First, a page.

Header

UZH-Logo

Maintenance Infos

Bayesian modelling captures inter-individual differences in social belief computations in the putamen and insula


Henco, Lara; Brandi, Marie-Luise; Lahnakoski, Juha M; Diaconescu, Andreea O; Mathys, Christoph; Schilbach, Leonhard (2020). Bayesian modelling captures inter-individual differences in social belief computations in the putamen and insula. Cortex, 131:221-236.

Abstract

Computational models of social learning and decision-making provide mechanistic tools to investigate the neural mechanisms that are involved in understanding other people. While most studies employ explicit instructions to learn from social cues, everyday life is characterized by the spontaneous use of such signals (e.g., the gaze of others) to infer on internal states such as intentions. To investigate the neural mechanisms of the impact of gaze cues on learning and decision-making, we acquired behavioural and fMRI data from 50 participants performing a probabilistic task, in which cards with varying winning probabilities had to be chosen. In addition, the task included a computer-generated face that gazed towards one of these cards providing implicit advice. Participants’ individual belief trajectories were inferred using a hierarchical Gaussian filter (HGF) and used as predictors in a linear model of neuronal activation. During learning, social prediction errors were correlated with activity in inferior frontal gyrus and insula. During decision-making, the belief about the accuracy of the social cue was correlated with activity in inferior temporal gyrus, putamen and pallidum while the putamen and insula showed activity as a function of individual differences in weighting the social cue during decision-making. Our findings demonstrate that model-based fMRI can give insight into the behavioural and neural aspects of spontaneous social cue integration in learning and decision-making. They provide evidence for a mechanistic involvement of specific components of the basal ganglia in subserving these processes.

Abstract

Computational models of social learning and decision-making provide mechanistic tools to investigate the neural mechanisms that are involved in understanding other people. While most studies employ explicit instructions to learn from social cues, everyday life is characterized by the spontaneous use of such signals (e.g., the gaze of others) to infer on internal states such as intentions. To investigate the neural mechanisms of the impact of gaze cues on learning and decision-making, we acquired behavioural and fMRI data from 50 participants performing a probabilistic task, in which cards with varying winning probabilities had to be chosen. In addition, the task included a computer-generated face that gazed towards one of these cards providing implicit advice. Participants’ individual belief trajectories were inferred using a hierarchical Gaussian filter (HGF) and used as predictors in a linear model of neuronal activation. During learning, social prediction errors were correlated with activity in inferior frontal gyrus and insula. During decision-making, the belief about the accuracy of the social cue was correlated with activity in inferior temporal gyrus, putamen and pallidum while the putamen and insula showed activity as a function of individual differences in weighting the social cue during decision-making. Our findings demonstrate that model-based fMRI can give insight into the behavioural and neural aspects of spontaneous social cue integration in learning and decision-making. They provide evidence for a mechanistic involvement of specific components of the basal ganglia in subserving these processes.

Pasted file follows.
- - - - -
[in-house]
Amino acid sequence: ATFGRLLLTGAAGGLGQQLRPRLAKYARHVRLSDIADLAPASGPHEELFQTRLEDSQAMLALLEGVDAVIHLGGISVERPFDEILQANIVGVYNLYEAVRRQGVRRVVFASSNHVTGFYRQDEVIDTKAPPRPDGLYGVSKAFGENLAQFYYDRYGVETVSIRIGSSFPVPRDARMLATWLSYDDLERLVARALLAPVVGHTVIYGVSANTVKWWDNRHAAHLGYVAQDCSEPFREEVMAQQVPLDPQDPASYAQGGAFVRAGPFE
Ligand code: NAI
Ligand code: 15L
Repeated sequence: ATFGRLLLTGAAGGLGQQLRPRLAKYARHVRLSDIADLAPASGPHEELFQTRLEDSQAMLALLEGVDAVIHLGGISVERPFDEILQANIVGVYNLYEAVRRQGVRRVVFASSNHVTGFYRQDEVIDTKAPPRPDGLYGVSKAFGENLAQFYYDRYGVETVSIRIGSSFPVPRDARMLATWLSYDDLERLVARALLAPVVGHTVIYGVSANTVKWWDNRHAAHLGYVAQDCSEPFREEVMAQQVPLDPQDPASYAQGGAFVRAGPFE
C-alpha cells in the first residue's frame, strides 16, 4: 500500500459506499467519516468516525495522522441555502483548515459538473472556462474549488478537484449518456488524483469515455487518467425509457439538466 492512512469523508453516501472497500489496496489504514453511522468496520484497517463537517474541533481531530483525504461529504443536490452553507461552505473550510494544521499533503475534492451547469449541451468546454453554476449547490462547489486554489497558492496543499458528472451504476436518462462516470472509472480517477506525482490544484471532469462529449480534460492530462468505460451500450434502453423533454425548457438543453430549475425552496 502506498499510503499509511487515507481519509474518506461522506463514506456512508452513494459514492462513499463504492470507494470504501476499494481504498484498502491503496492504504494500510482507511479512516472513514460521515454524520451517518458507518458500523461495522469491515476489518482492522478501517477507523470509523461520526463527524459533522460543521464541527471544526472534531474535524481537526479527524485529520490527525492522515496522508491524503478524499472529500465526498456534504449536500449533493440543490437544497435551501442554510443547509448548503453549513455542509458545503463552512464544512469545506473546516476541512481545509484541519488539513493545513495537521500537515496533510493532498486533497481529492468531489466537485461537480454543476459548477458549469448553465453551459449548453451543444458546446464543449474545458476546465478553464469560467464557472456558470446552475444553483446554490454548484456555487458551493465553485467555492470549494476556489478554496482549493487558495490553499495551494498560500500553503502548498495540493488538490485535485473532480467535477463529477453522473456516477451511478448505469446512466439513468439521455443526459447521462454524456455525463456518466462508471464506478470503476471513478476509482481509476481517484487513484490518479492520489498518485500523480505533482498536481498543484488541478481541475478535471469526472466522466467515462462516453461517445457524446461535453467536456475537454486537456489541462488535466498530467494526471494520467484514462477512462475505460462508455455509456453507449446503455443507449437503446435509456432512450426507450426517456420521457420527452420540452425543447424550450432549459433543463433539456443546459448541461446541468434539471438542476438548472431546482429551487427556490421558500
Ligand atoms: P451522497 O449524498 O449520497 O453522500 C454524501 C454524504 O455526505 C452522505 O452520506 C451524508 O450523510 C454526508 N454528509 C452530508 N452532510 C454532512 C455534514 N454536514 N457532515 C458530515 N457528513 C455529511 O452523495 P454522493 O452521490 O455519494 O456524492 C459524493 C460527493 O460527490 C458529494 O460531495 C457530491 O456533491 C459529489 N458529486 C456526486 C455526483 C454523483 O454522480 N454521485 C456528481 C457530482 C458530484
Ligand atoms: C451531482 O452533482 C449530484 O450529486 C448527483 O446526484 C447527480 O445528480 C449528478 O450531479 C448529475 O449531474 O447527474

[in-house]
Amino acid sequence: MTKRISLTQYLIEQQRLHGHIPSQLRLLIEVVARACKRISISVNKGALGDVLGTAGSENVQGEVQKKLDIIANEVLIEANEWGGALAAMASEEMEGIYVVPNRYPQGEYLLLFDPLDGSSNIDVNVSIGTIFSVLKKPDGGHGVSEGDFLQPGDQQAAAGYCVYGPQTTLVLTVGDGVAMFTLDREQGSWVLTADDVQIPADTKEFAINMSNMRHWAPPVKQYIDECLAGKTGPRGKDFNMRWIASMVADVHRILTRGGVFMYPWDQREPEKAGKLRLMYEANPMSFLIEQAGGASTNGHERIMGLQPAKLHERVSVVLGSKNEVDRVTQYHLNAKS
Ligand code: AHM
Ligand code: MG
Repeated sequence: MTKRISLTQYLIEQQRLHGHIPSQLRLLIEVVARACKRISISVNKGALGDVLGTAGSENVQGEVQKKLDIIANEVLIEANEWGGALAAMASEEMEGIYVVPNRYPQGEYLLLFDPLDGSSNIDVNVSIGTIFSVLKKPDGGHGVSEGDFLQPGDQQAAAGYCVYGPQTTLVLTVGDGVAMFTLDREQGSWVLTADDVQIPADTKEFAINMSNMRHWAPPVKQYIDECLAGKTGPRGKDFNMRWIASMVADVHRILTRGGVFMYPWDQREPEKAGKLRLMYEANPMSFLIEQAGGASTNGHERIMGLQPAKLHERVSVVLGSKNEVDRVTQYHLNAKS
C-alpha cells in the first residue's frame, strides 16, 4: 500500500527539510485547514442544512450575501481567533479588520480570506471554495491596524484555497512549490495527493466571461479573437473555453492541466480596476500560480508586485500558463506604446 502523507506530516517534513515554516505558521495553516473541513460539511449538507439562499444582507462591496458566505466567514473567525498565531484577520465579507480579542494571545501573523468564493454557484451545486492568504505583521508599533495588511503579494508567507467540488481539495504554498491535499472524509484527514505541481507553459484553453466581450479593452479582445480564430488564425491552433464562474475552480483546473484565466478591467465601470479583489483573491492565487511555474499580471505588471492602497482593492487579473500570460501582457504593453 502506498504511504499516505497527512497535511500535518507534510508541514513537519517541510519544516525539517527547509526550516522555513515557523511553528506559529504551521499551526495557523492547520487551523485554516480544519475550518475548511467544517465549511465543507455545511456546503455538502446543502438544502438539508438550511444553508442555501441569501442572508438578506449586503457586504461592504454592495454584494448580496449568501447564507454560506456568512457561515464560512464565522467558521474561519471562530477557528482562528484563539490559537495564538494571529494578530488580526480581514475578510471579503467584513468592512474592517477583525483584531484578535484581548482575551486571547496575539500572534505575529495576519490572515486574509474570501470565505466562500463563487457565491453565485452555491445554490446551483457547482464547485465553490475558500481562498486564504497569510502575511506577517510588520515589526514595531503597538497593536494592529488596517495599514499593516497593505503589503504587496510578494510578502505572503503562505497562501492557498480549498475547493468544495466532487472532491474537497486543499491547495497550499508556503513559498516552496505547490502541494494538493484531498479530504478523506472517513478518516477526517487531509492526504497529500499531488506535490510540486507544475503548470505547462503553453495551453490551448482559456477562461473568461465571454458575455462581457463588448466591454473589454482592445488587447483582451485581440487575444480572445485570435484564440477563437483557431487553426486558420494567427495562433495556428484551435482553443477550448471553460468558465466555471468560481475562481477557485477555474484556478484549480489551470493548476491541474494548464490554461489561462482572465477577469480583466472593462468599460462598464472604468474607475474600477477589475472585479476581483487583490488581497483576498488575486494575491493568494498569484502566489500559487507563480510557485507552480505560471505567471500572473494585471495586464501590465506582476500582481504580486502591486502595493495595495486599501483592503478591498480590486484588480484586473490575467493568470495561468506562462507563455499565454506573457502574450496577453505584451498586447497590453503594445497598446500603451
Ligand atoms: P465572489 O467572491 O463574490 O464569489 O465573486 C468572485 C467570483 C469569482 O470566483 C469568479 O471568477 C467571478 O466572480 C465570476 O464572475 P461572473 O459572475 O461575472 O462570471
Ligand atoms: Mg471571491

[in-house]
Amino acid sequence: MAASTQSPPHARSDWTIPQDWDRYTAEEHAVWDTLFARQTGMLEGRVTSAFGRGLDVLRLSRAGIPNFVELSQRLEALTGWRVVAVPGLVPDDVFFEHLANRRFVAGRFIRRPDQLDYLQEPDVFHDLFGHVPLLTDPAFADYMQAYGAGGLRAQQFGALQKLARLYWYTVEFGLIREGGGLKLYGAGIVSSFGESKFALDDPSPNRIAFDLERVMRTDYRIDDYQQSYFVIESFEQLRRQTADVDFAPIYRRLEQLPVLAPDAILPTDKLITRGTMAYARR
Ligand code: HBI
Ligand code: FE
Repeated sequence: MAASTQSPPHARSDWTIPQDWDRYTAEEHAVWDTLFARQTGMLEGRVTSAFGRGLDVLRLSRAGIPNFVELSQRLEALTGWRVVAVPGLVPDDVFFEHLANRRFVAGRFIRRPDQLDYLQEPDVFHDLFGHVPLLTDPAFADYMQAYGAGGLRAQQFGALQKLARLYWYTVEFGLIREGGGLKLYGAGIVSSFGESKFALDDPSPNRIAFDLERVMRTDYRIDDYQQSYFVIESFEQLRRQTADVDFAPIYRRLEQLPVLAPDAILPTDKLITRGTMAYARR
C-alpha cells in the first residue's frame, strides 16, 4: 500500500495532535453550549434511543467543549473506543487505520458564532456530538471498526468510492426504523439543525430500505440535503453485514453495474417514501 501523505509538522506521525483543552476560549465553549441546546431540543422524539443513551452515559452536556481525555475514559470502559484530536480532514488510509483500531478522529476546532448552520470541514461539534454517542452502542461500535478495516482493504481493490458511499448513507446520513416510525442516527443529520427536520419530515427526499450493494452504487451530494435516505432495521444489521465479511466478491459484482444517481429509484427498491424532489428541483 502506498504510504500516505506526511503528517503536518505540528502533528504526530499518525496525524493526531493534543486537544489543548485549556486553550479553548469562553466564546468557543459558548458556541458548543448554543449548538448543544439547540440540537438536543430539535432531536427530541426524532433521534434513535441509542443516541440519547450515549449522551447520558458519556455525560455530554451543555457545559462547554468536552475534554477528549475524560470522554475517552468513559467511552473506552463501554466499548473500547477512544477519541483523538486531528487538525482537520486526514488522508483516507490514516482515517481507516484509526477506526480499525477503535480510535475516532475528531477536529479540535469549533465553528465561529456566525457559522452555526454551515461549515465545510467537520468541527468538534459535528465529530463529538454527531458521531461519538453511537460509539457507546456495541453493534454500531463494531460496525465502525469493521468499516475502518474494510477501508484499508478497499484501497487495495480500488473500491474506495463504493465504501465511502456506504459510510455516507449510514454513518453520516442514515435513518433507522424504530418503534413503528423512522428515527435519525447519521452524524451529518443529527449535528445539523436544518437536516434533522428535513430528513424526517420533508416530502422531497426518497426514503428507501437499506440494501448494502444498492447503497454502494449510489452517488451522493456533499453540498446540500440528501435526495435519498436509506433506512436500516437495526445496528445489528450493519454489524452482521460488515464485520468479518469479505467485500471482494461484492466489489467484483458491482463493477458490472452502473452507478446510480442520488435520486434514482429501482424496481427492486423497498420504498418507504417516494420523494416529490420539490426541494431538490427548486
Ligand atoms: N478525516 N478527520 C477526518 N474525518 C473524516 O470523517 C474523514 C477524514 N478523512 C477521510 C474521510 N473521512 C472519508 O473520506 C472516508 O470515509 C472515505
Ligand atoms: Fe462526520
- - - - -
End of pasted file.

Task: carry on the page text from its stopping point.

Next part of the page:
Statistics

Citations

Dimensions.ai Metrics
3 citations in Web of Science®
3 citations in Scopus®
Google Scholar™

Altmetrics

Downloads

2 downloads since deposited on 08 Jan 2021
2 downloads since 12 months
Detailed statistics

Additional indexing

Item Type:Journal Article, refereed, original work
Communities & Collections:04 Faculty of Medicine > Institute of Biomedical Engineering
Dewey Decimal Classification:170 Ethics
610 Medicine & health
Scopus Subject Areas:Social Sciences & Humanities > Neuropsychology and Physiological Psychology
Social Sciences & Humanities > Experimental and Cognitive Psychology
Life Sciences > Cognitive Neuroscience
Uncontrolled Keywords:Experimental and Cognitive Psychology, Cognitive Neuroscience, Neuropsychology and Physiological Psychology
Language:English
Date:1 October 2020
Deposited On:08 Jan 2021 12:22
Last Modified:09 Jan 2021 21:01
Publisher:Elsevier
ISSN:0010-9452
OA Status:Hybrid
Free access at:Publisher DOI. An embargo period may apply.
Publisher DOI:https://doi.org/10.1016/j.cortex.2020.02.024
PubMed ID:32571519
Project Information:
  • : FunderSNSF
  • : Grant IDPZ00P3_167952
  • : Project TitleNeurocomputational Modelling of Delusions and its Clinical Utility for Psychosis

Download

Hybrid Open Access

Download PDF  'Bayesian modelling captures inter-individual differences in social belief computations in the putamen and insula'.
Preview
Content: Published Version
Filetype: PDF
Size: 1MB
View at publisher
Licence: Creative Commons: Attribution-NonCommercial-NoDerivatives 4.0 International (CC BY-NC-ND 4.0)